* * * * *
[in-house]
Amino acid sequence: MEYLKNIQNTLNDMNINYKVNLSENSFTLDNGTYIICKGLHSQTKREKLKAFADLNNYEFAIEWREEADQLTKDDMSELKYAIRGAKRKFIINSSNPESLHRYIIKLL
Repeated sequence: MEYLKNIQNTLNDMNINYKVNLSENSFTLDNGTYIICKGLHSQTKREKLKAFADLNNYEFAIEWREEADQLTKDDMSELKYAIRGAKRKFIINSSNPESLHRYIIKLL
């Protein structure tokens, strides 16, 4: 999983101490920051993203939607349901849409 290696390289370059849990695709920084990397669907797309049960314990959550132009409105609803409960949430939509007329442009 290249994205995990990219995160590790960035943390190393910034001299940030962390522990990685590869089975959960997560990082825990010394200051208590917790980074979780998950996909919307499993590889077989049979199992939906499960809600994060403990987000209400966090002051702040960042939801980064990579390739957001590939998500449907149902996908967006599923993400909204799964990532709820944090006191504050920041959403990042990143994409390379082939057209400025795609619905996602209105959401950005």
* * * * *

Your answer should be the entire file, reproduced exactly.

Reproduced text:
[in-house]
Amino acid sequence: MEYLKNIQNTLNDMNINYKVNLSENSFTLDNGTYIICKGLHSQTKREKLKAFADLNNYEFAIEWREEADQLTKDDMSELKYAIRGAKRKFIINSSNPESLHRYIIKLL
Repeated sequence: MEYLKNIQNTLNDMNINYKVNLSENSFTLDNGTYIICKGLHSQTKREKLKAFADLNNYEFAIEWREEADQLTKDDMSELKYAIRGAKRKFIINSSNPESLHRYIIKLL
């Protein structure tokens, strides 16, 4: 999983101490920051993203939607349901849409 290696390289370059849990695709920084990397669907797309049960314990959550132009409105609803409960949430939509007329442009 290249994205995990990219995160590790960035943390190393910034001299940030962390522990990685590869089975959960997560990082825990010394200051208590917790980074979780998950996909919307499993590889077989049979199992939906499960809600994060403990987000209400966090002051702040960042939801980064990579390739957001590939998500449907149902996908967006599923993400909204799964990532709820944090006191504050920041959403990042990143994409390379082939057209400025795609619905996602209105959401950005």